The benefits of repurposing on-street car parking for more people friendly functions is being revealed as more places dive into the economic outcomes of their COVID-19 pandemic street projects. In Canada, where over a dozen cities have removed minimum parking requirements, a study of Toronto’s pandemic parklets and street dining found that the pop-up spaces earned nearly fifty times more than they did as parking spaces.
Researchers for an association of local business improvement areas estimated that customers spent $181-million in the repurposed parking spaces in the summer of 2021. The same spaces would have generated $3.7-million in parking revenue, according to the local parking authority, and even that modest figure assumed prepandemic levels of demand.
Another study, by the New York City Department of Transportation, found that NYC’s open streets program had profound benefits for businesses.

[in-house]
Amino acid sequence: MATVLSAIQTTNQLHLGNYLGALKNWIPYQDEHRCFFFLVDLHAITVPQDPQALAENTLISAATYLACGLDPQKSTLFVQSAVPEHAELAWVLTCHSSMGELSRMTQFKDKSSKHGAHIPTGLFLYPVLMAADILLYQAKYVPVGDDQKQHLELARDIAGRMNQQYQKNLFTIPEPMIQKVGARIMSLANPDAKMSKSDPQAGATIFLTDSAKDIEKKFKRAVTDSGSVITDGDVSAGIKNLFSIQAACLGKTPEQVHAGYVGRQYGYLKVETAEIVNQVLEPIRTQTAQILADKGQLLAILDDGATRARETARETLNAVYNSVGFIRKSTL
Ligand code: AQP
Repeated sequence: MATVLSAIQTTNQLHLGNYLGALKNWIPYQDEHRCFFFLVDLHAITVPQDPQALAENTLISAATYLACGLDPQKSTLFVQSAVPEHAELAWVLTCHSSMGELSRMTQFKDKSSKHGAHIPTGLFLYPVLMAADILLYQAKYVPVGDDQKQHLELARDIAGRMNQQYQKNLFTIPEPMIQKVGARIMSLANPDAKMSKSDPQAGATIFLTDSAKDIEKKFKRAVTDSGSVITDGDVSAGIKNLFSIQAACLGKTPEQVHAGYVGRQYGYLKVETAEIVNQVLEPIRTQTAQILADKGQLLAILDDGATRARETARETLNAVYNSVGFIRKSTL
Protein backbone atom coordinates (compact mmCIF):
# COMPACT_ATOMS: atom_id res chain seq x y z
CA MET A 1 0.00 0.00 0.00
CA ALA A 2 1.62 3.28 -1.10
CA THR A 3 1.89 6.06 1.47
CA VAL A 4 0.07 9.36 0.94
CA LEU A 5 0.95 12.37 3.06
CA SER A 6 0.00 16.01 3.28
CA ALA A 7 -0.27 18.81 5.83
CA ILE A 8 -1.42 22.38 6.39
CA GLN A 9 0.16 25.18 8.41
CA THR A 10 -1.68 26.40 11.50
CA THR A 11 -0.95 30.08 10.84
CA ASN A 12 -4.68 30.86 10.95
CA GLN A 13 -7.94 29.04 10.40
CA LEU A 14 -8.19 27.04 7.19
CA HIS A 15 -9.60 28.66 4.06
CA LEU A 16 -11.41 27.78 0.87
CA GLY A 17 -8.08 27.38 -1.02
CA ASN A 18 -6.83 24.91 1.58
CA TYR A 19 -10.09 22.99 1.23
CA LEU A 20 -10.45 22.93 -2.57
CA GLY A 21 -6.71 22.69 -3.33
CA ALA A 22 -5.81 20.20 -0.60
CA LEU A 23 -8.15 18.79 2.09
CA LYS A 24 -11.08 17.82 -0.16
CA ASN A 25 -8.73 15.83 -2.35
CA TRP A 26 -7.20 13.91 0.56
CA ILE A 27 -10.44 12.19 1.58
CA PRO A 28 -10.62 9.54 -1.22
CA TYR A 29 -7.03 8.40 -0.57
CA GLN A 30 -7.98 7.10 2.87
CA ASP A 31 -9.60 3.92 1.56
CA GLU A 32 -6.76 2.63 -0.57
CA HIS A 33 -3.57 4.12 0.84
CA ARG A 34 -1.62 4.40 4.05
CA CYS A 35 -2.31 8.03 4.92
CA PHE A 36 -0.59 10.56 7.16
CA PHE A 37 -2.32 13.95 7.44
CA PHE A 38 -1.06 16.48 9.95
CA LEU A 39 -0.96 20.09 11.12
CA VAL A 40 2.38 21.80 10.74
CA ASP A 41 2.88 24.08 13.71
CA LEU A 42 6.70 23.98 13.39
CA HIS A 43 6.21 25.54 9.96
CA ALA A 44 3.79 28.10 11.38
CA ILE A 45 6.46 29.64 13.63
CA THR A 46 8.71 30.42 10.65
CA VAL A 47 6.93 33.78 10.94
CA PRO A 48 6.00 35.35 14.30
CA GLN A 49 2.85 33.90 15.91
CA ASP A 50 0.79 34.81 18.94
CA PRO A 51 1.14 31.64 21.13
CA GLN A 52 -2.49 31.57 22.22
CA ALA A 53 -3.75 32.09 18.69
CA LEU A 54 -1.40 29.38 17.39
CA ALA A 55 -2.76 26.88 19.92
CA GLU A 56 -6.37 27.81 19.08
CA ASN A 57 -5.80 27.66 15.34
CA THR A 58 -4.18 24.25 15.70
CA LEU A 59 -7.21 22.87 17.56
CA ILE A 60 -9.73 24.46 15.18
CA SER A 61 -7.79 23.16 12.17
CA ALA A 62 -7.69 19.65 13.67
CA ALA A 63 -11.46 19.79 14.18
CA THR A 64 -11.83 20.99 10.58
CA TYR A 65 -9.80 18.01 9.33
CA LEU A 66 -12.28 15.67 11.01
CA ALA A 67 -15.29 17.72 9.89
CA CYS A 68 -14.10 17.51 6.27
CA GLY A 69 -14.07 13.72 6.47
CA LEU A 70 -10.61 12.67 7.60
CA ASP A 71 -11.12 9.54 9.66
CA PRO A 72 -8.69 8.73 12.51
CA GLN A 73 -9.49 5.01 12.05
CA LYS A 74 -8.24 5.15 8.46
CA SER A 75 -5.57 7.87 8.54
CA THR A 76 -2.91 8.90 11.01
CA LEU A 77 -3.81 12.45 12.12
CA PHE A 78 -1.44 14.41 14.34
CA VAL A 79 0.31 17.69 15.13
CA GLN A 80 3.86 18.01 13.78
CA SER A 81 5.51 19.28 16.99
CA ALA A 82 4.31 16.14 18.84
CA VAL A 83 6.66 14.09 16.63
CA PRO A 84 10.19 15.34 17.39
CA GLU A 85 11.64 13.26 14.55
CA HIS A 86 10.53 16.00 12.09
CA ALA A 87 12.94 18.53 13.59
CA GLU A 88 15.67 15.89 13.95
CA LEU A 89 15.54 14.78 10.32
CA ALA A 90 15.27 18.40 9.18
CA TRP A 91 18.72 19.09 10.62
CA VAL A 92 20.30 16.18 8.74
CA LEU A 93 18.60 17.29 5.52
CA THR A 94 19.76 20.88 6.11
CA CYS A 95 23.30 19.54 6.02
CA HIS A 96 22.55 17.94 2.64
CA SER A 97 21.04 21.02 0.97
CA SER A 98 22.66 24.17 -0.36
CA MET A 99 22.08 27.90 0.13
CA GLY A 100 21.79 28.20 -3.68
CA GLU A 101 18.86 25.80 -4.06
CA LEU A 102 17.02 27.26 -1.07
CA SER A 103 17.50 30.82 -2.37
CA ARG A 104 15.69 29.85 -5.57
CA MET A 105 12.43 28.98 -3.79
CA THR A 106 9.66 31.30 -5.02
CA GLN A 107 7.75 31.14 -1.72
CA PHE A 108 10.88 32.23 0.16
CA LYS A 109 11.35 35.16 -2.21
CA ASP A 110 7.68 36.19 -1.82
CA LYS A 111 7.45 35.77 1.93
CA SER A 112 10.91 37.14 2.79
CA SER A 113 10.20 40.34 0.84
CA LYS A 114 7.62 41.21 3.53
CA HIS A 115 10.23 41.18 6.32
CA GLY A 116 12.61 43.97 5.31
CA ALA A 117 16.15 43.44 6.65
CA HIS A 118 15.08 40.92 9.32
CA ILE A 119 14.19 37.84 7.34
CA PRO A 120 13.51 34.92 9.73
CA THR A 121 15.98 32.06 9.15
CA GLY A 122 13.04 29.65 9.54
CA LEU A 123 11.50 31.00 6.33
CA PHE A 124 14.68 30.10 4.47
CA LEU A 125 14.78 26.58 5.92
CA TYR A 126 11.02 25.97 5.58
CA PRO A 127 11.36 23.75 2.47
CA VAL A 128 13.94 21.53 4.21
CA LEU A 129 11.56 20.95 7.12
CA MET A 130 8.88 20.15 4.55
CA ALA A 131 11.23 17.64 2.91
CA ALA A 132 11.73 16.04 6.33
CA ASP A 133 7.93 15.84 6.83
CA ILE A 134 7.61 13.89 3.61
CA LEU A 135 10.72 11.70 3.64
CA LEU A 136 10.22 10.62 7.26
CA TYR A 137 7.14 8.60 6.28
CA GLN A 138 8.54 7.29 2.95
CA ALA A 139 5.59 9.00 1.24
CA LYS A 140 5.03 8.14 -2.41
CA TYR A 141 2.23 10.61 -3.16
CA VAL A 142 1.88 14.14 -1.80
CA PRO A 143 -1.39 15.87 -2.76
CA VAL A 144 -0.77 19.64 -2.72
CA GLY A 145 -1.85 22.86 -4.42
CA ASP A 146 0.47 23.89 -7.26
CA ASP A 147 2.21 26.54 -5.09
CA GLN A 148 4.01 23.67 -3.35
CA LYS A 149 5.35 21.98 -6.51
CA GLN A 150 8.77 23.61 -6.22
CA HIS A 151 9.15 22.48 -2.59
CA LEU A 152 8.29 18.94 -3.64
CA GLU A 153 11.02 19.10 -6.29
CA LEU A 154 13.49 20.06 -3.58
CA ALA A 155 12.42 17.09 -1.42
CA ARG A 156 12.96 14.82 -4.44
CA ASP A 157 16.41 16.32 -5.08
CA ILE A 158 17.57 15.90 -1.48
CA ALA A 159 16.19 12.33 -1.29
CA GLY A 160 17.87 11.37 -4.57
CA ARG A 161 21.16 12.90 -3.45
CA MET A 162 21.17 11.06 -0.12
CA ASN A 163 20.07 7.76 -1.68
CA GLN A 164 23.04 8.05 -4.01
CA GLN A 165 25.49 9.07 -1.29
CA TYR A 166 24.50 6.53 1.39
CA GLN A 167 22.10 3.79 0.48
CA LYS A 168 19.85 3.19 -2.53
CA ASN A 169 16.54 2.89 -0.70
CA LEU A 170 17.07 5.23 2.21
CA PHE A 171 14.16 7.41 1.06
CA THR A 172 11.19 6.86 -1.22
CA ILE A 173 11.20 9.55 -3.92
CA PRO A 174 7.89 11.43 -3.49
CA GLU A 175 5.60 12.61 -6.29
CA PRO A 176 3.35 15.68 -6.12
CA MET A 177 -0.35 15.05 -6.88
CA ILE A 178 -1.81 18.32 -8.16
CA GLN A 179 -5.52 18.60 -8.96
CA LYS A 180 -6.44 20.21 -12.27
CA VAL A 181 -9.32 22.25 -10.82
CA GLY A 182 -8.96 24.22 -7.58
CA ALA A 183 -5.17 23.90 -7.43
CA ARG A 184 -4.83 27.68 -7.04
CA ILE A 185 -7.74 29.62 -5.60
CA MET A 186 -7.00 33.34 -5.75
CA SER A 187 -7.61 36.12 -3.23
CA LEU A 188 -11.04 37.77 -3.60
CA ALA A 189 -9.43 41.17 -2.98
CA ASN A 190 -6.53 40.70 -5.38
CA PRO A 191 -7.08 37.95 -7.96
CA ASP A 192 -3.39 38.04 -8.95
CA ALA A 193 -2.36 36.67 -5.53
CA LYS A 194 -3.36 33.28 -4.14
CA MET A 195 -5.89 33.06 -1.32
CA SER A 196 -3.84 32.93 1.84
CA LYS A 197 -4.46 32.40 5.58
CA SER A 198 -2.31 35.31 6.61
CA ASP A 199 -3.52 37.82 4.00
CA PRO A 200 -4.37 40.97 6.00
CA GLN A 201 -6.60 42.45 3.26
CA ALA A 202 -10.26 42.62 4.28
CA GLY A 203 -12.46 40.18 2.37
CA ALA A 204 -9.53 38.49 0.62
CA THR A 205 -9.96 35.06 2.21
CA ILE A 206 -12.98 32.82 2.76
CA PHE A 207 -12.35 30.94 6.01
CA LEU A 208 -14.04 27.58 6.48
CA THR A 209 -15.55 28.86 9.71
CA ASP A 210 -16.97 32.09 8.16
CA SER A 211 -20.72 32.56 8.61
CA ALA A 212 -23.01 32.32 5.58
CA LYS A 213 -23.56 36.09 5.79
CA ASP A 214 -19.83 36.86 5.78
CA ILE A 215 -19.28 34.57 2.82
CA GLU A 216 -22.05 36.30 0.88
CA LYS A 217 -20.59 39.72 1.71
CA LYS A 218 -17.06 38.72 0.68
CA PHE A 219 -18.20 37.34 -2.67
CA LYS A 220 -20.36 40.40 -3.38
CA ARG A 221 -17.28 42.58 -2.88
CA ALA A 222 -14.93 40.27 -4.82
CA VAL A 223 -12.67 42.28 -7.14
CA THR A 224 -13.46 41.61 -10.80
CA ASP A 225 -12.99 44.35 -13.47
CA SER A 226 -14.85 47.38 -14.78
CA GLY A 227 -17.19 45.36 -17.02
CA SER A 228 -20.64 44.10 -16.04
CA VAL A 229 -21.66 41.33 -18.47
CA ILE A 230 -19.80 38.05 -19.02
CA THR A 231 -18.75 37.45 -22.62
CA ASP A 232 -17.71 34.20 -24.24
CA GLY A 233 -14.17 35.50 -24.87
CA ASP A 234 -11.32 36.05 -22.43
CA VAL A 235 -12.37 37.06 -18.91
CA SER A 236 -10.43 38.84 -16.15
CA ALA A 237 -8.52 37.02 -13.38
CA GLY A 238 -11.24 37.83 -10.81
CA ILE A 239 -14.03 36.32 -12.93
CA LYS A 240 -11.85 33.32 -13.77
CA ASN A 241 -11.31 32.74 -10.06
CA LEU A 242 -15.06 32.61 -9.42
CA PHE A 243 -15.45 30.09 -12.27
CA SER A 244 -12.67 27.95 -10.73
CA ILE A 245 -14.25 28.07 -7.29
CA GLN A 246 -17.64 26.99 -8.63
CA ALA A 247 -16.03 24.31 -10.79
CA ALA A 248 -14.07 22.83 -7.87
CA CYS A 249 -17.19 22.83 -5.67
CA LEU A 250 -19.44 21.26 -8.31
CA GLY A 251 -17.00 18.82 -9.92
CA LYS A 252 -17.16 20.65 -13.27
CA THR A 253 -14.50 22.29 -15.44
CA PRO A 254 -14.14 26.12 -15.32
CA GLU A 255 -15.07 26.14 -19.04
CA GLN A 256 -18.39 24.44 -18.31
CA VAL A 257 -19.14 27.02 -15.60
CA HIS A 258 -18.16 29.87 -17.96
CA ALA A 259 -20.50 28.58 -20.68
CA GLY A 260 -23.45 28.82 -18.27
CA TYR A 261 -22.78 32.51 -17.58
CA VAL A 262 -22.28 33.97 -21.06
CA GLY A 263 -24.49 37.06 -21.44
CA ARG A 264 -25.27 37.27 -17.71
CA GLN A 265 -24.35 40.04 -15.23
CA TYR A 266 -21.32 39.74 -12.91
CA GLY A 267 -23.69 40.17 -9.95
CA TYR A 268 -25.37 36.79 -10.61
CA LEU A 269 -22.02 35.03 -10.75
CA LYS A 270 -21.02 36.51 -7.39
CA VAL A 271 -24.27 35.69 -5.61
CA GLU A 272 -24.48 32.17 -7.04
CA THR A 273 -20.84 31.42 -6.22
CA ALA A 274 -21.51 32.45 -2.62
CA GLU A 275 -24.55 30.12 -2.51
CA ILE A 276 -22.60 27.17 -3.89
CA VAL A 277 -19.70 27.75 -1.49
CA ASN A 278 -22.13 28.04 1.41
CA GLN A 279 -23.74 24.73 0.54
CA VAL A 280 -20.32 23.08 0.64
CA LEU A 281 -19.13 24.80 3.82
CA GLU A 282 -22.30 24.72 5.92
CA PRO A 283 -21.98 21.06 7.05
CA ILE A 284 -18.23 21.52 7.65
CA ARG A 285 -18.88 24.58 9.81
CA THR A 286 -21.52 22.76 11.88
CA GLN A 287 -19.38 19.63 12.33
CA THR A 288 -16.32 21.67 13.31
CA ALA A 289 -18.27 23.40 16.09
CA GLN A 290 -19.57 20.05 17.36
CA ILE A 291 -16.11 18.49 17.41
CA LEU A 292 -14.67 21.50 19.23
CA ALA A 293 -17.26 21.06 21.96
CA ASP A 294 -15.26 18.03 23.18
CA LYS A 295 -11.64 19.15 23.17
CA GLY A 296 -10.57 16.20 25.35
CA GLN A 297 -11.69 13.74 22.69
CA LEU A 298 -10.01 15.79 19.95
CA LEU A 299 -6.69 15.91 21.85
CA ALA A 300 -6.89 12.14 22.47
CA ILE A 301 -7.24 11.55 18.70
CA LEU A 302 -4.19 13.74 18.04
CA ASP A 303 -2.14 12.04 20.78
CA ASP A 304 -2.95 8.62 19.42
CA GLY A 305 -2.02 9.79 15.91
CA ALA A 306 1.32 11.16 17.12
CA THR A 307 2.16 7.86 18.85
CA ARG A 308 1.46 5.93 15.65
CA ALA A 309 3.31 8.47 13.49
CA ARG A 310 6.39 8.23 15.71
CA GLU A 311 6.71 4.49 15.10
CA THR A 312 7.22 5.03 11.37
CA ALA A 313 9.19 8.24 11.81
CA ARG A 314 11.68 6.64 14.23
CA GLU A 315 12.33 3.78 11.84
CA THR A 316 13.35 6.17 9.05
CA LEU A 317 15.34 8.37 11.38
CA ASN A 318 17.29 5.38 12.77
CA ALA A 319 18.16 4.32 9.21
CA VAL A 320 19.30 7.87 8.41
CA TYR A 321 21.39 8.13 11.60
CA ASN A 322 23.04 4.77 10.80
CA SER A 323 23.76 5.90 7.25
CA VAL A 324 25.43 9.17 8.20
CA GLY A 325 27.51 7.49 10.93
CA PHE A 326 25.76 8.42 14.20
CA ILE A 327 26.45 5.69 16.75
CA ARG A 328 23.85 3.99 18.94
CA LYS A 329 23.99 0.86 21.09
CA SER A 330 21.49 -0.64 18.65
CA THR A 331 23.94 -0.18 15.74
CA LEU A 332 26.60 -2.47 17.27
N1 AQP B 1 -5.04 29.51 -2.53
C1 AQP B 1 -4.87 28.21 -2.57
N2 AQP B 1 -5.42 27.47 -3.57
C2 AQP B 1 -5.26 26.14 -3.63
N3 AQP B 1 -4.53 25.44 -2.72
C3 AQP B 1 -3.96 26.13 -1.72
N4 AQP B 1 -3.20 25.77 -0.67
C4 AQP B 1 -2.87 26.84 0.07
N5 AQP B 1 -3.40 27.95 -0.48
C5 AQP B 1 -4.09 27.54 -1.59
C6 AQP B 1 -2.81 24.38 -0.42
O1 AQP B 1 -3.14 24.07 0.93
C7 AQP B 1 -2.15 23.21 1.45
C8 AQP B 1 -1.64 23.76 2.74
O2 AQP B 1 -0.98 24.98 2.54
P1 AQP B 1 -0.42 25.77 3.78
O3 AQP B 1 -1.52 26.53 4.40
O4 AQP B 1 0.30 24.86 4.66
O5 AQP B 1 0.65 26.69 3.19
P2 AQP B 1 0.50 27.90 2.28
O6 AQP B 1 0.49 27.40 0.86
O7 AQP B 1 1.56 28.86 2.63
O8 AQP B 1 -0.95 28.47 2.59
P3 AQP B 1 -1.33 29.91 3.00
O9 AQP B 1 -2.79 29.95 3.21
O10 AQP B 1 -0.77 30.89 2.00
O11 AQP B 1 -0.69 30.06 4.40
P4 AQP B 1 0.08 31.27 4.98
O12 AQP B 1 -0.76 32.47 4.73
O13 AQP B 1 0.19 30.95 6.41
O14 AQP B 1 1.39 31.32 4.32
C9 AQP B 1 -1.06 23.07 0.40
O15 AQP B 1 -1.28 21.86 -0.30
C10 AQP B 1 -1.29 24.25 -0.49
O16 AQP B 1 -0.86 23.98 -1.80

“The Open Streets program has been an important tool to create more space for people on our streets and encourage activity in our communities,” said Manhattan Borough President Mark Levine. “As we work towards a full and strong economic recovery, we must continue to creatively activate our streetscapes in ways that support thriving, diverse neighborhoods.”
Wellington’s parklets are going strong, too. We hope we’ll see a few more of these appear in time for summer.
Picking up my locked & docked bike post gym and I thought WHY NOT enjoy a Swimsuit coffee in the sun and send my first few emails of the day from this ex-car park. Yes I’ll keep tweeting Dixon St appreciation @WgtnCC pic.twitter.com/PDtU4M3hyE
— Miriam Moore (@miriammooretoo) October 25, 2022
Odds and (b)ends
Walking is climate action! (Always has been.)
"You are helping by walking short distances." This was true in this historic New Zealand wartime poster. This is true in EVERY city, in EVERY nation, ALL the time. Great @victoriawalks find & share. #walkablecities pic.twitter.com/kAQby27It0
— Brent Toderian (@BrentToderian) October 25, 2022
Did you catch this world record attempt last week? How many engines do you think they needed to shunt it along?
Wishing you long trains and even longer bike rides this weekend. Hei te Rāhina!